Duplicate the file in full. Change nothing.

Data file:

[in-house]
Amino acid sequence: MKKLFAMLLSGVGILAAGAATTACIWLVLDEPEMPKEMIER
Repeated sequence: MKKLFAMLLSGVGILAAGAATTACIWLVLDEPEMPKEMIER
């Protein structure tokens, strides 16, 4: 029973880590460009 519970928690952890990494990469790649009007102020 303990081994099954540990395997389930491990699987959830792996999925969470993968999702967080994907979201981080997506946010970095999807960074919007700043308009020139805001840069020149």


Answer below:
[in-house]
Amino acid sequence: MKKLFAMLLSGVGILAAGAATTACIWLVLDEPEMPKEMIER
Repeated sequence: MKKLFAMLLSGVGILAAGAATTACIWLVLDEPEMPKEMIER
């Protein structure tokens, strides 16, 4: 029973880590460009 519970928690952890990494990469790649009007102020 303990081994099954540990395997389930491990699987959830792996999925969470993968999702967080994907979201981080997506946010970095999807960074919007700043308009020139805001840069020149």